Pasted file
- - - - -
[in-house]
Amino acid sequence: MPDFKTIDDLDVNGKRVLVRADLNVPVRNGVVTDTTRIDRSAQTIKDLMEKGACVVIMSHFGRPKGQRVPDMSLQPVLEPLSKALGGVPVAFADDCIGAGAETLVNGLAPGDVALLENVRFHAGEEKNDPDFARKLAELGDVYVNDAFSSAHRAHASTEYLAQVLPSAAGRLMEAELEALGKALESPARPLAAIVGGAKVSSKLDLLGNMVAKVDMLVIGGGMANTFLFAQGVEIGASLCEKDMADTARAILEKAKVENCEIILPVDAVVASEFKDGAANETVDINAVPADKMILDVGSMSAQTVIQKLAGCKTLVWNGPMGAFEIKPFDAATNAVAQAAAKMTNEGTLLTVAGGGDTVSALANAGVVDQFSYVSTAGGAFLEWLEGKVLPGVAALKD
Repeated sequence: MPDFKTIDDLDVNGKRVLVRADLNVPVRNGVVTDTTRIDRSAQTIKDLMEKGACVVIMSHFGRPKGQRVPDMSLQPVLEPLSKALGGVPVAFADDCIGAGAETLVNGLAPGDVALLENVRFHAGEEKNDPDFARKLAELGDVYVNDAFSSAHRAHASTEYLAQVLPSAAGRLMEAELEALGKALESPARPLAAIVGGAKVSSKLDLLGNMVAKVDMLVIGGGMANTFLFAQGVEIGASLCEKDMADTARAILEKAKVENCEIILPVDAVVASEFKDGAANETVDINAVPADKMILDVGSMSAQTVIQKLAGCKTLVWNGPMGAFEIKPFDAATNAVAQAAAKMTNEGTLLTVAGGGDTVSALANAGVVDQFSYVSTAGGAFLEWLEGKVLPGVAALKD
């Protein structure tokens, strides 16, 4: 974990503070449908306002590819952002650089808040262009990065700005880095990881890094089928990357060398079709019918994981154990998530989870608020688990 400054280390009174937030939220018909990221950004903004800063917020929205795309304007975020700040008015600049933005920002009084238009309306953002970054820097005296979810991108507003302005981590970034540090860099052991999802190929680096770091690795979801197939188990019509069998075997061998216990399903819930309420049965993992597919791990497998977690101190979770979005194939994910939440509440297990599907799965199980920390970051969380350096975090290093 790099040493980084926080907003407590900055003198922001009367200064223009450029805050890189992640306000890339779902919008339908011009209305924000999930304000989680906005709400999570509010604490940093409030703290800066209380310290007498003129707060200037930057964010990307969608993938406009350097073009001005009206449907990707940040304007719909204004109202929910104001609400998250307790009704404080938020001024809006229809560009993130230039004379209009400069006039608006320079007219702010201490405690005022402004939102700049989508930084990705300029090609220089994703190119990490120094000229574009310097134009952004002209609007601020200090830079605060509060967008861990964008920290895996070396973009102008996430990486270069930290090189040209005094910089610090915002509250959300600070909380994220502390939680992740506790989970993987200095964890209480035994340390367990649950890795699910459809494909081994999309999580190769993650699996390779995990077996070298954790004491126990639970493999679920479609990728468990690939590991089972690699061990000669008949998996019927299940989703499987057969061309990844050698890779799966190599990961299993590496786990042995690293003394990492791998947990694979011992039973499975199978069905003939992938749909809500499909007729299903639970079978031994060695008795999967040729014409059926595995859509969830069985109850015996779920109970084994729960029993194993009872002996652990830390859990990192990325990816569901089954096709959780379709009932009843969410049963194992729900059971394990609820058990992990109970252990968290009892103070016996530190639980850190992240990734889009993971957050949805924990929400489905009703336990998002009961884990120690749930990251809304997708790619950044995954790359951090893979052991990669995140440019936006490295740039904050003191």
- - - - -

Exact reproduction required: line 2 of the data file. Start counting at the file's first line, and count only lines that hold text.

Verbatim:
Amino acid sequence: MPDFKTIDDLDVNGKRVLVRADLNVPVRNGVVTDTTRIDRSAQTIKDLMEKGACVVIMSHFGRPKGQRVPDMSLQPVLEPLSKALGGVPVAFADDCIGAGAETLVNGLAPGDVALLENVRFHAGEEKNDPDFARKLAELGDVYVNDAFSSAHRAHASTEYLAQVLPSAAGRLMEAELEALGKALESPARPLAAIVGGAKVSSKLDLLGNMVAKVDMLVIGGGMANTFLFAQGVEIGASLCEKDMADTARAILEKAKVENCEIILPVDAVVASEFKDGAANETVDINAVPADKMILDVGSMSAQTVIQKLAGCKTLVWNGPMGAFEIKPFDAATNAVAQAAAKMTNEGTLLTVAGGGDTVSALANAGVVDQFSYVSTAGGAFLEWLEGKVLPGVAALKD